What to submit and when:

- All submissions are electronic: by e-mail to elenam at morris.umn.edu and CC to all lab partners. Please do not delete your e-mail from "Sent mail" or your mailbox until the end of the semester.
- When working on the lab, please comment your work so that it is clear what contributions of each person are.
- At the end of the lab each group should send me the results of their in-class work. Please indicate if this is your final submission.
- If your submission at the end of the lab time was not final, please send me(CC to the lab partner(s)) a final copy before the due time. Please use the subject "3501 Lab N", where N is the lab number.

Work in pairs

The goals of this lab are:

- To study principles of dynamic programming
- To implement a dynamic programming solution

Study and implement the algorithm for finding an optimial
parenthesization for matrix multiplication (section 15.2 p. 331). You
don't need to actually multiply matrices.

The algorithm takes an ordered list of matrix dimensions and produces
positions of parentheses (or, better yet, their visual representation, i.e.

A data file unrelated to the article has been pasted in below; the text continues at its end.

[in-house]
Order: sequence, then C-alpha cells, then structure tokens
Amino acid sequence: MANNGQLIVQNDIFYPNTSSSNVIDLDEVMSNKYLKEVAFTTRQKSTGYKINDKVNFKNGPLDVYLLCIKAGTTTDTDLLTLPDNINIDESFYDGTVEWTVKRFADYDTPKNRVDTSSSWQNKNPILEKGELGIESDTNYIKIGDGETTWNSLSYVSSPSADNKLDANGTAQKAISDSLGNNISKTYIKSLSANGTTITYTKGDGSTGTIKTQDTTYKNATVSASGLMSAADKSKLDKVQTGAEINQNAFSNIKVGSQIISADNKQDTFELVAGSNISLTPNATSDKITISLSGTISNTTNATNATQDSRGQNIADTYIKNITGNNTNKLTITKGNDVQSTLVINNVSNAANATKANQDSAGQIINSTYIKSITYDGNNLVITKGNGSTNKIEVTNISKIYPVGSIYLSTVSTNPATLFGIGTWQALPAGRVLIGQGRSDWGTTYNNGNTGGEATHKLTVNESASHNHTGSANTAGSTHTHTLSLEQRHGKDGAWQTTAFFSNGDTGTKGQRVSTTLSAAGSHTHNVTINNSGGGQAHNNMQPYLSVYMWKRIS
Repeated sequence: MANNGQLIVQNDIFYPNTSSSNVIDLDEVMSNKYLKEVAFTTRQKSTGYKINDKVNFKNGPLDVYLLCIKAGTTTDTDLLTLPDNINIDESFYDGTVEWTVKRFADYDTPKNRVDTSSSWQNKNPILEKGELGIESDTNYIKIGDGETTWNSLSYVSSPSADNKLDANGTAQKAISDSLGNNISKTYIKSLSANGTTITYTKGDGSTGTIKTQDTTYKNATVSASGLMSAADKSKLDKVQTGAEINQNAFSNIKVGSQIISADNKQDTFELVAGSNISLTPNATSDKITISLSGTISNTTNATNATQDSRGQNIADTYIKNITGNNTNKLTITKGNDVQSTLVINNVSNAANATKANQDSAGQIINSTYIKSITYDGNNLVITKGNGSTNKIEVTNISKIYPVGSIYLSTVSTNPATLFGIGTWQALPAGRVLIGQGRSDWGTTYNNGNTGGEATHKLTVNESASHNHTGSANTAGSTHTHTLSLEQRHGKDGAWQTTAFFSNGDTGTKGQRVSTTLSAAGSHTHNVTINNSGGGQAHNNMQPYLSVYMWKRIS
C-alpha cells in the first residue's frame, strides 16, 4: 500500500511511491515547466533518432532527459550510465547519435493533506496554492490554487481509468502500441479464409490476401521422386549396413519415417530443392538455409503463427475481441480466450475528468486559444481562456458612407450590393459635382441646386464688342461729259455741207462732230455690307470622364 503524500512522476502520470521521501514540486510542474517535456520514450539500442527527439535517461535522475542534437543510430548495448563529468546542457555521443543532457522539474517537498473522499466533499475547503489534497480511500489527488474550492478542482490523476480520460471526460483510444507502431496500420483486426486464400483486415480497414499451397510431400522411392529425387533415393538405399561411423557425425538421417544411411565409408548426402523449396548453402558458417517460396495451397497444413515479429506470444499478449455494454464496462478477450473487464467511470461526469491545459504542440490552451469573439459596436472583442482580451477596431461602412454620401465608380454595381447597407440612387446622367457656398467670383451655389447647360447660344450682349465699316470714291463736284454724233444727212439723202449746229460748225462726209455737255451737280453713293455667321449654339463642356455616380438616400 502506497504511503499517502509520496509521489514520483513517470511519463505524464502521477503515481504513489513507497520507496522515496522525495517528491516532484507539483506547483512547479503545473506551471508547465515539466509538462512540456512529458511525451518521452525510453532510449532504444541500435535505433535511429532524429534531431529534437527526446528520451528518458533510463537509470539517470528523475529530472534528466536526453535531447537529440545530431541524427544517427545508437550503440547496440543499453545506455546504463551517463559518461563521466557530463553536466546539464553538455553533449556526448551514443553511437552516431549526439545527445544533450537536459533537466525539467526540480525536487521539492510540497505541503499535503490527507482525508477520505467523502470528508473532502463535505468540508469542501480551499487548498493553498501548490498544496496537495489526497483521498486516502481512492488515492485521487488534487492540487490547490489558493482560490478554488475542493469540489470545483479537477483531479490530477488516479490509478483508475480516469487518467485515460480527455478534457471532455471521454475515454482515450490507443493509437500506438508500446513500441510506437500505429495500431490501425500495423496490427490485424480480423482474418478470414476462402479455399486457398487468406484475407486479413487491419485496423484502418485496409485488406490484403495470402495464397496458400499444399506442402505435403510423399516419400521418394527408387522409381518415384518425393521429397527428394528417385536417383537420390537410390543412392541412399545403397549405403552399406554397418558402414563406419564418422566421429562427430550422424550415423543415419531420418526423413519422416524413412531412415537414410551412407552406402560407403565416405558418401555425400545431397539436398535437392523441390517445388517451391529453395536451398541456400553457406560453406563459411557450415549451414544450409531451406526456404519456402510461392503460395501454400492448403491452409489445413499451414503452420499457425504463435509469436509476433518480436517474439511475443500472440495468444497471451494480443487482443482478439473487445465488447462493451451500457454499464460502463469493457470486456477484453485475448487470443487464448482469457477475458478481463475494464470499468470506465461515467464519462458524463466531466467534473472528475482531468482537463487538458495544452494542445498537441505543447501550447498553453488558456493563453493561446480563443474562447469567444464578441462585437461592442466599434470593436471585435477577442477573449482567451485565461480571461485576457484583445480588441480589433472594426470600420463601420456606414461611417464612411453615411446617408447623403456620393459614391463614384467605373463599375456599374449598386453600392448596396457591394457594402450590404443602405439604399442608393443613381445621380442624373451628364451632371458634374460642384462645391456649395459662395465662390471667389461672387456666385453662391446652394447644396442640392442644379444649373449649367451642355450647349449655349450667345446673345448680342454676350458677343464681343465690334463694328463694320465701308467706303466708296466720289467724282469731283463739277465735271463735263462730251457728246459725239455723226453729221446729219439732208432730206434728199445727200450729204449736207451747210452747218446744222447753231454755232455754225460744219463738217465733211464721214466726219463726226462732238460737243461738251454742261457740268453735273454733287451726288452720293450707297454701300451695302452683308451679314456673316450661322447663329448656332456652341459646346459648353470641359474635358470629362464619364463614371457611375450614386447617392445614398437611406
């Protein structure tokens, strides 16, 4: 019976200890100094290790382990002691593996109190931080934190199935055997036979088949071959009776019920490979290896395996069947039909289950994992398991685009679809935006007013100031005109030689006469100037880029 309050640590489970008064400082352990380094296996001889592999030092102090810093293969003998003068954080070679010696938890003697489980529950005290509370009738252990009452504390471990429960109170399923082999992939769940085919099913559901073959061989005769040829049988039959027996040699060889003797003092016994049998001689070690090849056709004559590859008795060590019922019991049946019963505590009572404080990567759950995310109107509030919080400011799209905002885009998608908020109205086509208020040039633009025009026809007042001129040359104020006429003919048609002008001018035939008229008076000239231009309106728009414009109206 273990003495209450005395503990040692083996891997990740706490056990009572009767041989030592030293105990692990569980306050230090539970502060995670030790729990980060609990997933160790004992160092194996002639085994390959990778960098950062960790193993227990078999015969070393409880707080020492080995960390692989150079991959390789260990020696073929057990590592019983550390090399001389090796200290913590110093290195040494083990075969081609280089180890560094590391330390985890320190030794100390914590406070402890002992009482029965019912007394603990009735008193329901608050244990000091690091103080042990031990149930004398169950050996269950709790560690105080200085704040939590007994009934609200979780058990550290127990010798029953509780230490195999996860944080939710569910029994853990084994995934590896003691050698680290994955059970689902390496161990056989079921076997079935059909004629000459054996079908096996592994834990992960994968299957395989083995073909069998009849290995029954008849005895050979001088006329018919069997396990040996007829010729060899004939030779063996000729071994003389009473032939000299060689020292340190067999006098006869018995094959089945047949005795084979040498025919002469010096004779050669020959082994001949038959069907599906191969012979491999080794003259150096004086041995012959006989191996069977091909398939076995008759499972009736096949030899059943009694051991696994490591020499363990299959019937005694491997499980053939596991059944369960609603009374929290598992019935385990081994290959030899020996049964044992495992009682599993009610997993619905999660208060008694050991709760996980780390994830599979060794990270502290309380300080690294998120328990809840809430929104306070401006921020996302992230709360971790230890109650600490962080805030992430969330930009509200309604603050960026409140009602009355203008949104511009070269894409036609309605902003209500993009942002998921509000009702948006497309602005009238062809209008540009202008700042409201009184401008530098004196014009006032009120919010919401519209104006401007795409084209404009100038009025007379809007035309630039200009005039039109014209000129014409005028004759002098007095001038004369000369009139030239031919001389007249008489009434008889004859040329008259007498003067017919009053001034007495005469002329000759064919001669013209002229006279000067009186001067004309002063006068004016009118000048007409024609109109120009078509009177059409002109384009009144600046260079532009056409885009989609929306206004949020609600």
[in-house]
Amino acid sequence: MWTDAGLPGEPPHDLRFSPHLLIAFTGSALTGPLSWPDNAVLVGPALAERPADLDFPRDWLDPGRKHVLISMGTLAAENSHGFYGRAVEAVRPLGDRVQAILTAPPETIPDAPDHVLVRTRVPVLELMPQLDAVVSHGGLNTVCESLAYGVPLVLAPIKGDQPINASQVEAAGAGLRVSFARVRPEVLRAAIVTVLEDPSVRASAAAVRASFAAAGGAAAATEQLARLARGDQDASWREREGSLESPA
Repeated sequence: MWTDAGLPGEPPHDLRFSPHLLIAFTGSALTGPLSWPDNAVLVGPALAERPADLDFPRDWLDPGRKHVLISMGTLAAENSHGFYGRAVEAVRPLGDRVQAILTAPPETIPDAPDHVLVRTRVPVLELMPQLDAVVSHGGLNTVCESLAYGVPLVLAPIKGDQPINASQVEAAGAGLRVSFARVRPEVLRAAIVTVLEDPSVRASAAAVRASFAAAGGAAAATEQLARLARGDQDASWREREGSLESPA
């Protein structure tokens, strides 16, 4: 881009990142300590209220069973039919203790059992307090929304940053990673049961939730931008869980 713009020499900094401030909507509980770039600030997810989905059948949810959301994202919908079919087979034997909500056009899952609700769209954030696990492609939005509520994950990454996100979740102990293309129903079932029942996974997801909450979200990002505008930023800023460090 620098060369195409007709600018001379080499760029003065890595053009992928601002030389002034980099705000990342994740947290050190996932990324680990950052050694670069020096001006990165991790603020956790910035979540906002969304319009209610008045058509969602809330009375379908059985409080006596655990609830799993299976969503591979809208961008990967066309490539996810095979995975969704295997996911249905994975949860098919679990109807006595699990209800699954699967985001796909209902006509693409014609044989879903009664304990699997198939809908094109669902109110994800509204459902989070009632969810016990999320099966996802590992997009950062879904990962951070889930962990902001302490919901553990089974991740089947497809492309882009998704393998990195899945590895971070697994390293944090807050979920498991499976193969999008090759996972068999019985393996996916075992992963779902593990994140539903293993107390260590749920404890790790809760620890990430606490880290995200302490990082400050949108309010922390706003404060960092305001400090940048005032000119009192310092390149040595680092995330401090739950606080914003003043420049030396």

shows where the parentheses are going to be placed in the list).
The algorithm must also produce the total number of element multiplications
performed. Use an
example 15.2-1 for testing.

Exercise 15-6 p. 368: moving on an N*N checkerboard. We assume that the bottom row of the checkerboard has squares indexed [1,1]...[1,N], the second row is indexed [2,1]...[2,N], etc. Your program reads N (the checkerboard dimension) and three matrices of payoffs for moves:

- An (N-1)* N matrix U of payoffs for going directly up. U[i,j] is the amount that you get by going from a square [i,j] to [i + 1, j].
- An (N-1) * (N-1) matrix L of payoffs for going up left. L[i,j] is the amount that you get for going from [i, j + 1] to [i + 1, j].
- An (N-1) * (N-1) matrix R of payoffs for going up left. R[i,j] is the amount that you get for going from [i, j] to [i + 1, j + 1].

For instance, the following matrices represent a 4*4 checkerboard. Note that the payoffs corresponding to the bottom row are in the top row of the matrices.

U: 3 2 1 4 2 2 1 -2 1 3 4 1 L: 1 2 1 3 1 -1 2 0 1 R: 2 3 1 0 1 0 2 3 -1

For instance, the payoff for going from [1,3] up to [2,3] is 1, for going up left to [2,2] is 2, and for going up right to [2,4] is 1.

Your program must find and output the optimal path on the checkerboard (the list of squares) and the corresponding total amount collected. Use the example above as one of your test cases, include the answer for it in comments.

Your task is to implement a dynamic programming solution. You may start with a recursive (i.e. inefficient!) solution that you can use as a test case, but your final solution must be loop-based, not recursive.

What is the run-time efficiency of your algorithm? Please justify your answer.

Submit your program code and a clear description of how to run it (examples help). Also include your run-time efficiency analysis.

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